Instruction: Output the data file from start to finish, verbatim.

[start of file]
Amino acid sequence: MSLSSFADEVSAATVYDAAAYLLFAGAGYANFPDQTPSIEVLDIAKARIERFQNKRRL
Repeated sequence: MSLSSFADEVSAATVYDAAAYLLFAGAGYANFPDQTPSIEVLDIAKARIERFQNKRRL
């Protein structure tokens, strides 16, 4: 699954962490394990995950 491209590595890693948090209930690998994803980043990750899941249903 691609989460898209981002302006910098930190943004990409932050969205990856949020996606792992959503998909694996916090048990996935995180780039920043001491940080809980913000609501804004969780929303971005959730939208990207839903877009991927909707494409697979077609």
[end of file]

Amino acid sequence: MSLSSFADEVSAATVYDAAAYLLFAGAGYANFPDQTPSIEVLDIAKARIERFQNKRRL
Repeated sequence: MSLSSFADEVSAATVYDAAAYLLFAGAGYANFPDQTPSIEVLDIAKARIERFQNKRRL
């Protein structure tokens, strides 16, 4: 699954962490394990995950 491209590595890693948090209930690998994803980043990750899941249903 691609989460898209981002302006910098930190943004990409932050969205990856949020996606792992959503998909694996916090048990996935995180780039920043001491940080809980913000609501804004969780929303971005959730939208990207839903877009991927909707494409697979077609």